Thursday, December 06, 2007

Romney's faith speech

I heard Mitt Romney's speech, and I think he gave the best possible speech he could have, given his audience of Christian conservatives. I also respected that he basically said that he was a Mormon and he wasn't going to distance himself from that to get elected.

Two problems, though:

(1)Disturbingly, there was absolutely no suggestion anywhere in his long speech that he has any respect for non-religious citizens--their rights, their potential contributions, or their morality.

(2) A key component of his message is incoherent. He thinks:

(A) it is illegitimate to "have a presidential candidate describe and explain his church’s distinctive doctrines" because doing so "would enable the very religious test the founders prohibited in the Constitution"), yet
(B) it is legitimate for a candidate to proclaim in his campaign speeches that he believes that "Jesus Christ is the son of God and the savior of mankind." (as he did in this speech).

He won't answer questions about his Church's doctrines, but he will answer questions about what he believes about Jesus? The implicit message is that a belief in God and Jesus is not a "doctrine"--rather, it's the baseline faith we all agree on, the standard. But to many people--Buddhists, Wiccans, animists, Shintoists, people who consider themselves "spiritual," agnostics, atheists, doubters, questioners, and adherents of traditional American Indian and non-Western religions--even the belief in God is a distinctive doctrine, not a given. When he talks about God and Jesus, Mitt IS talking about the distinctive doctrines of his church. So I don't see how he can get all self-righteous if people ask him to get more specific about what he thinks about Jesus and God.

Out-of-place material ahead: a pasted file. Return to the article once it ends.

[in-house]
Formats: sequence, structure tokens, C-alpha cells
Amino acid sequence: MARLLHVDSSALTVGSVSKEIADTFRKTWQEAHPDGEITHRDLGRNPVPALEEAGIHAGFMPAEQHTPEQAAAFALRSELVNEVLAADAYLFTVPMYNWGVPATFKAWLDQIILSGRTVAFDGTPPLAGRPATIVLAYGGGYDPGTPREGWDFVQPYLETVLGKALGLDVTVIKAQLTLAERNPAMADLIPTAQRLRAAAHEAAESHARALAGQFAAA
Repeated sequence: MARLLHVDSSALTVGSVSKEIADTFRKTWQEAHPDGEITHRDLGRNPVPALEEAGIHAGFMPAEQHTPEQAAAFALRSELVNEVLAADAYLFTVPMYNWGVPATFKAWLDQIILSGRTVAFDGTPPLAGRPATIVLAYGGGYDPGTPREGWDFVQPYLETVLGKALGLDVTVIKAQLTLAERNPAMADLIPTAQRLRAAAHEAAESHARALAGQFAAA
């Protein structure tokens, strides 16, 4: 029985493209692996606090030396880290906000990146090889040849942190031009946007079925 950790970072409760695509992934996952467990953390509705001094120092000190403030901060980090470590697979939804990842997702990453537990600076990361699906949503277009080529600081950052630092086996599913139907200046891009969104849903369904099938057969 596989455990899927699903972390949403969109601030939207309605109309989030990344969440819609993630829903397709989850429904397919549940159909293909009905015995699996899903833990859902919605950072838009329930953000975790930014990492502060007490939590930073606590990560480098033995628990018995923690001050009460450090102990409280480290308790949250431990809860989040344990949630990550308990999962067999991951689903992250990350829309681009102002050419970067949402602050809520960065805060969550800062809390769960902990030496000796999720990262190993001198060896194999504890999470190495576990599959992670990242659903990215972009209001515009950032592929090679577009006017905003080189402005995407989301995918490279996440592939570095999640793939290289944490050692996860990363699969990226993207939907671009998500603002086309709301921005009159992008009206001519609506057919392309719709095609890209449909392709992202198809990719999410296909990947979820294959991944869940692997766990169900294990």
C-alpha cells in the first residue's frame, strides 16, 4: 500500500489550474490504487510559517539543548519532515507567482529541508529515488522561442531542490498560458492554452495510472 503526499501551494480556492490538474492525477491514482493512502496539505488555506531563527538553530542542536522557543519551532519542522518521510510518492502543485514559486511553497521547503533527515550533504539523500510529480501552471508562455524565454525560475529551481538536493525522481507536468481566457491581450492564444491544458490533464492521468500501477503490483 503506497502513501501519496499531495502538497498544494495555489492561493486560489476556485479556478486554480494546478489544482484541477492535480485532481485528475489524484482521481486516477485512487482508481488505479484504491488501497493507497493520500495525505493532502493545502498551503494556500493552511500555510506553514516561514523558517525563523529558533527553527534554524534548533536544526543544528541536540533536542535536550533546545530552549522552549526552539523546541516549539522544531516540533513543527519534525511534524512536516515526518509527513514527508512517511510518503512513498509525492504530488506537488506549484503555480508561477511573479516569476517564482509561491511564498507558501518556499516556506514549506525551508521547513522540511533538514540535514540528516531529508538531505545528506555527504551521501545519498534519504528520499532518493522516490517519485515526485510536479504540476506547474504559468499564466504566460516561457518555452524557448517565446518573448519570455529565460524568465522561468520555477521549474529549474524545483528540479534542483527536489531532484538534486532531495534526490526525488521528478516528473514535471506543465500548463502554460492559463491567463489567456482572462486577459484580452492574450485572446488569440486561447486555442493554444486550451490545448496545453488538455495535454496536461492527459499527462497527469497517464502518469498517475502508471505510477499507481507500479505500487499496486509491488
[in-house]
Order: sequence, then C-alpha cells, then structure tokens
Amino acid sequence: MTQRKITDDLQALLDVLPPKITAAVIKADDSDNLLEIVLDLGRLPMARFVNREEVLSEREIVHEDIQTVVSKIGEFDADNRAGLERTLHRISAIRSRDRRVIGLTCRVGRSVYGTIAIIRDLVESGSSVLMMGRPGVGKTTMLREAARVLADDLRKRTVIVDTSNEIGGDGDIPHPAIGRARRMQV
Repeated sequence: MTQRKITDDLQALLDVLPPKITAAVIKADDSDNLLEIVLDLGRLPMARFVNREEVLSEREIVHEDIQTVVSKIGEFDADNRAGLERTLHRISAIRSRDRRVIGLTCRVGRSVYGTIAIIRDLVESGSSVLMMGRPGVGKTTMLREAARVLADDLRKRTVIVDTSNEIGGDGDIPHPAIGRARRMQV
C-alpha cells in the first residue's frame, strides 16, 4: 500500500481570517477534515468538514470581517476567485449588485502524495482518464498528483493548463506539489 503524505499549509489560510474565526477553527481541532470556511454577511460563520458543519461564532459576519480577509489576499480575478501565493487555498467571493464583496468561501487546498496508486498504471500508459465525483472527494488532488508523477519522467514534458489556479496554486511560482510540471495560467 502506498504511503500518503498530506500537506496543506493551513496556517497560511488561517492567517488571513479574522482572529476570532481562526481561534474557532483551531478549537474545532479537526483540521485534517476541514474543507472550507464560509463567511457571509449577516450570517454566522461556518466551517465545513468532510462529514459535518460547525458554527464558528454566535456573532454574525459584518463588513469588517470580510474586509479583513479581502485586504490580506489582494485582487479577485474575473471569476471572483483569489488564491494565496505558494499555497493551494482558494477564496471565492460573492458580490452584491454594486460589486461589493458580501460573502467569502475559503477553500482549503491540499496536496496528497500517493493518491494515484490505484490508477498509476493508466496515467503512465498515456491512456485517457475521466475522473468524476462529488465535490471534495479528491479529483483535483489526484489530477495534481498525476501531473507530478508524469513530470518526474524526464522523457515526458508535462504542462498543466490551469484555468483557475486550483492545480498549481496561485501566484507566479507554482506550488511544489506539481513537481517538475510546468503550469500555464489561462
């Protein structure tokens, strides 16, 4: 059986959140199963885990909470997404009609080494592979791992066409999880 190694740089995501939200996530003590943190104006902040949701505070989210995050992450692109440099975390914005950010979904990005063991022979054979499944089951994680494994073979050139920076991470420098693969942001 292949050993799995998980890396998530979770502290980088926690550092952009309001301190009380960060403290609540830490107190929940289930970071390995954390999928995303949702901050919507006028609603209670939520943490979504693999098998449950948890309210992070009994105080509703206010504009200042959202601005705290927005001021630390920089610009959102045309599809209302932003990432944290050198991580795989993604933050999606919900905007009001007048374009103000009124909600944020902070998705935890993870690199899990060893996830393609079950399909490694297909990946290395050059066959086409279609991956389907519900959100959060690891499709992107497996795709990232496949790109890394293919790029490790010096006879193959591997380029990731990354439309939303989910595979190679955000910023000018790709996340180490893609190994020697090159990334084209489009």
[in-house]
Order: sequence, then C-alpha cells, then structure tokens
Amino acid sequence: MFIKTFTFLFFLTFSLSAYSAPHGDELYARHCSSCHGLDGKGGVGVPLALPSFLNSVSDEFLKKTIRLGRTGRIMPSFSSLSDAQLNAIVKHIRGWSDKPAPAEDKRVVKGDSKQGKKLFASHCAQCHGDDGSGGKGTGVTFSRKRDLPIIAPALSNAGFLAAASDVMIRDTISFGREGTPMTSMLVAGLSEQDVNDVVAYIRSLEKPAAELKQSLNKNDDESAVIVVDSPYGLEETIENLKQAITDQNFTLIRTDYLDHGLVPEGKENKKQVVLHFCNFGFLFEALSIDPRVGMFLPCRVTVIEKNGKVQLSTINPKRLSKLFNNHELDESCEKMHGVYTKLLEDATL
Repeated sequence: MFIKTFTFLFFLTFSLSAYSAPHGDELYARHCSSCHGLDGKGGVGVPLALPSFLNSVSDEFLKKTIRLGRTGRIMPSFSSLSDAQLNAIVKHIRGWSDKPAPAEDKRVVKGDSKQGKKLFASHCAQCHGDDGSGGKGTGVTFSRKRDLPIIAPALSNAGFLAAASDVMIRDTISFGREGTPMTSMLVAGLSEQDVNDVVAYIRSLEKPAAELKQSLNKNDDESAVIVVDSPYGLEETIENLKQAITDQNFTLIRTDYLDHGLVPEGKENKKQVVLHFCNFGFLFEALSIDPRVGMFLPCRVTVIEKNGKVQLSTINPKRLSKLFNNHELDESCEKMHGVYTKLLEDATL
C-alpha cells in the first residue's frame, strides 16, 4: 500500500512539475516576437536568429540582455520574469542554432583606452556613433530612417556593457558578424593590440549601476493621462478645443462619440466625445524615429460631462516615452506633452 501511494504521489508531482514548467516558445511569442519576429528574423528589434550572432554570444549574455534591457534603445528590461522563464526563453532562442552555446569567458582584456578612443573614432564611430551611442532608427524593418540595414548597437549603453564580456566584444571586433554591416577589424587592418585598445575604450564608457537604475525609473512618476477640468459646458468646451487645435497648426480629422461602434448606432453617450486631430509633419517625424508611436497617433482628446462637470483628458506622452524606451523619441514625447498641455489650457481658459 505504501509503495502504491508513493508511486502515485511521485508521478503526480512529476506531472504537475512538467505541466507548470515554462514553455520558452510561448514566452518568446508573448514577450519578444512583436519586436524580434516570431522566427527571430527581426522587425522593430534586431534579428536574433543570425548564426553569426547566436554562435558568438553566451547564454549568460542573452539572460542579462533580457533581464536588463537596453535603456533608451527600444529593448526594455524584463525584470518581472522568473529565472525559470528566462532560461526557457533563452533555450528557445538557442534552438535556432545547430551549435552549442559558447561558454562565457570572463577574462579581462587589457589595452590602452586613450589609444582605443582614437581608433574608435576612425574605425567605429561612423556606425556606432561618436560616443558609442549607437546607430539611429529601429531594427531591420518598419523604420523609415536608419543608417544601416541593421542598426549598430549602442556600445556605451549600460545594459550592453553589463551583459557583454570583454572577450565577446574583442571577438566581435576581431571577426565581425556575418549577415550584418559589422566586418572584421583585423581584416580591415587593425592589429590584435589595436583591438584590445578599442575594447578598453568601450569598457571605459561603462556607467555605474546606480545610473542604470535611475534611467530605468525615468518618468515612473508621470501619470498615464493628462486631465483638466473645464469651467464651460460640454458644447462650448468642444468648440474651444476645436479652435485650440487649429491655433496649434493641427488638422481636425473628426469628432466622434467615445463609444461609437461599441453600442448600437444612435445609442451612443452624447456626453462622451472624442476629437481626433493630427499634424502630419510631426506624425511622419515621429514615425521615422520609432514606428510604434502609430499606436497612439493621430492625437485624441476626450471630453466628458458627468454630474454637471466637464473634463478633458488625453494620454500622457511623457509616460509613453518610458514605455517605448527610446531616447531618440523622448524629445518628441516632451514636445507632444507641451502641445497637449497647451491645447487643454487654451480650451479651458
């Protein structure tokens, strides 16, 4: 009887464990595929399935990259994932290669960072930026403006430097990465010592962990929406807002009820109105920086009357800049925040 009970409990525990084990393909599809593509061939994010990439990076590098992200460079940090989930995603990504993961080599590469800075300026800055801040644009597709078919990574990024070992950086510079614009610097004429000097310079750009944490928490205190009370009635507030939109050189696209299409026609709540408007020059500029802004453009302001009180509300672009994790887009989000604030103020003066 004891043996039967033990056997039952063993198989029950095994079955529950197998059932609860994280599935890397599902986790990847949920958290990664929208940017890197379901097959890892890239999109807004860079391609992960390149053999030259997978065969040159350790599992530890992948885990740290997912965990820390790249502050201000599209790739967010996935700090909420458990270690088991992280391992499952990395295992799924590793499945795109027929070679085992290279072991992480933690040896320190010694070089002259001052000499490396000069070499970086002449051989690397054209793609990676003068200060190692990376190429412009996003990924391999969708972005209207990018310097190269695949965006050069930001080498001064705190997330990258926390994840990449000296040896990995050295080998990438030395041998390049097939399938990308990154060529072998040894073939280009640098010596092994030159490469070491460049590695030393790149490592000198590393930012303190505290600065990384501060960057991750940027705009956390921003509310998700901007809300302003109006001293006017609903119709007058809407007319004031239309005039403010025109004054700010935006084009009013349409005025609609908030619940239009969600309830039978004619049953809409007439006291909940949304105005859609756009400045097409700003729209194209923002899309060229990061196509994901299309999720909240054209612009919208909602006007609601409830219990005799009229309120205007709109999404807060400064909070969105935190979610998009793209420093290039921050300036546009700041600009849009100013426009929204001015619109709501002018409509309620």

Mitt wants to draw the line between "faith" (what a you can ask a candidate about without it meaning you're imposing a religious test) and "doctrine" (what you can't) exactly where it best suits his political goals: right next to Jesus. I don't see that as a principled position.

Note: I just found this article by Andrew Sullivan and this one by E.J. Dionne, which make essentially the same points as I do. And David Brooks has a really good piece too.

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